Let’ preface this post by saying that any player on the roster is trade-able if the right deal comes along. But, for the Rangers, this is a matter of looking at which prospects are trade-able for a rental player to help make a push to the playoffs. This might seem contradictory to the post below, but there is a difference between sacrificing core youth for a playoff run and sacrificing expendable youth for a playoff run. The East is wide open, and with a veteran presence on the blue line, coupled with the Rangers forwards getting their act together, the Rangers could feasibly make a run with a hot streak from Henrik Lundqvist.
Looking at the roster players, there are few young players that could be deemed as trade-able, and none of those players come close to being called a trade-able asset. Of the roster players, I think the Rangers (and the fans) would be comfortable with parting with Erik Christensen, Steve Eminger, and/or Matt Gilroy. The emergence of Brian Boyle has made Christensen a spare part, even with the injuries. Eminger has been a healthy scratch for a few games now, and Matt Gilroy seems to be a victim of the Rangers superior young talent at the blue line. Only Christensen is signed beyond this year, and all three are relatively cheap, with Gilroy probably taking a paycut next year.
As for the prospects, it’s a little tougher to tell who is really trade-able, so let’s start with who the Rangers won’t move for a rental. I can’t see Slats moving Chris Kreider, Evgeny Grachev, Ethan Werek, Christian Thomas or Dylan McIlrath for a rental just for this year. I’m hesitant to throw Carl Hagelin into this category, but the Rangers have tremendous young depth down the middle. Compound that with the likely addition of Brad Richards next summer, and Hagelin may find himself on the outside looking in. Whether he gets moved for a rental or in a bigger deal, it’s tough to say. I would prefer he not get moved for a rental though. These prospects, in addition to the current roster players, round out HockeysFuture’s top-10 Rangers prospects, except for Chad Johnson.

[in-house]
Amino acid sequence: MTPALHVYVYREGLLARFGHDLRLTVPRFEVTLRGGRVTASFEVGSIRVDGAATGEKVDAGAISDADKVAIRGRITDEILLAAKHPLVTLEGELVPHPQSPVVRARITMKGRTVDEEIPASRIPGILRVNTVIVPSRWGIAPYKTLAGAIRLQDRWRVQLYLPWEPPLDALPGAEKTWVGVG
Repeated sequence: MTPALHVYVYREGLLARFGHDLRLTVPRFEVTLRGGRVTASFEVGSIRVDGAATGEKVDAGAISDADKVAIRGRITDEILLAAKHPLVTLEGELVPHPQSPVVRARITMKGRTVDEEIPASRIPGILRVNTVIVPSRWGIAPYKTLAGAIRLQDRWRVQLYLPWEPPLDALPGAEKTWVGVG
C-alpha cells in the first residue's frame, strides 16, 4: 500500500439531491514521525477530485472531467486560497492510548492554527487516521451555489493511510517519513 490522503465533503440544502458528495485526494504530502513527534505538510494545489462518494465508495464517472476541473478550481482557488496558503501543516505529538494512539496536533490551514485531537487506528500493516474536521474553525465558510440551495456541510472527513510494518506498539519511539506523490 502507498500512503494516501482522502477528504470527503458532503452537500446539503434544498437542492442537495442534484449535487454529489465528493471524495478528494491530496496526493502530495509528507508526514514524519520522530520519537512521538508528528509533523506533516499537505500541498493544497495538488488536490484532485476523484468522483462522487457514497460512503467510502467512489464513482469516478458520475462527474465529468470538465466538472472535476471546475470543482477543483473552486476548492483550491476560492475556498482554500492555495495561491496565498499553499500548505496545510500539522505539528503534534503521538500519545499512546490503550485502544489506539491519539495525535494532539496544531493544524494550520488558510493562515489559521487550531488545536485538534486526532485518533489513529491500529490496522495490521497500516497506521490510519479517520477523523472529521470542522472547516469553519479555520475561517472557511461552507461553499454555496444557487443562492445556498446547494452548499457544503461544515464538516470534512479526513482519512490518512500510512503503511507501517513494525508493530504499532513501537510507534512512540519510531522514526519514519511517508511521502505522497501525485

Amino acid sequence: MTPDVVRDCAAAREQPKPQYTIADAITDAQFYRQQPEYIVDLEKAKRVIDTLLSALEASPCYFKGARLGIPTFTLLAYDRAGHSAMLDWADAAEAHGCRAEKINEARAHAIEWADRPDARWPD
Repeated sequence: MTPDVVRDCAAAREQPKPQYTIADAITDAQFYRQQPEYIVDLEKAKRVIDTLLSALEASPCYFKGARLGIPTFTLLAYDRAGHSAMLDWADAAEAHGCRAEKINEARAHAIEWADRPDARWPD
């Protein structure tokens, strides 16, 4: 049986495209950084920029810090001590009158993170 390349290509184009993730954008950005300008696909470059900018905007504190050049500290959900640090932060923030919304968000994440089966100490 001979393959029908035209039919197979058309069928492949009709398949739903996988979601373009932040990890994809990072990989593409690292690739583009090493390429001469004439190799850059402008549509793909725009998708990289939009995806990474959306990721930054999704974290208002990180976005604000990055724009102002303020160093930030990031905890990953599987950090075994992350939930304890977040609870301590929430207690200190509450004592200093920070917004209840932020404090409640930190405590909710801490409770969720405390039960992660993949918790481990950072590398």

Dos-Nueve is probably the highest ranking Ranger prospect that I can see being dealt for a rental. Cameron Talbot has been outplaying Johnson this year in the AHL, and the Rangers seem to be set at goalie for a long, long time. The first “big” names I can see the Rangers parting with are Ryan Bourque and Pavel Valentenko. This may sting some fans, but the depth at center and defense in young, talented assets really makes them both expendable. Both have been very solid this year for their respective clubs, but hockey sometimes comes down to numbers.
Dale Weise, Brodie Dupont, and Tomas Kundratek may also fall victim to the numbers game. Weise has shown he can play at the NHL level as a bottom-six guy, but the Rangers have way too many forwards who fit that bill right now. The same goes for Dupont. In a perfect world, the Brian Boyle and Brandon Prust combination plays the fourth line, and gives the Rangers tremendous depth. Unless Weise or Dupont can play LW, it looks like both will get squeezed out with the emergence of Boyle and Mats Zuccarello-Aasen. As for Kundratek, he is just another victim of the Rangers incredible young talent on the blue line. If it’s not Kundratek (or Valentenko), then it’s someone on the roster, and probably Michael Sauer.
When approaching the trade deadline, it’s tough to take a step back and think about where prospects fit in the long term plans of the organization. The Rangers prospects have been squeezed out not by veterans, but by young talent who have simply outplayed the other prospects. Players like MZA, Prust, and Boyle make many of the projected bottom-six forwards expendable. The incredible depth on the blue line, with the emergence of Sauer and McDonagh, make the current Whale prospects more expendable, in the right deal. With the trade deadline rapidly approaching, there are going to be tough decisions made, and not all of them are going to please the fans. We have seen Slats is a master at making trades, so we will need to put some level of trust in him.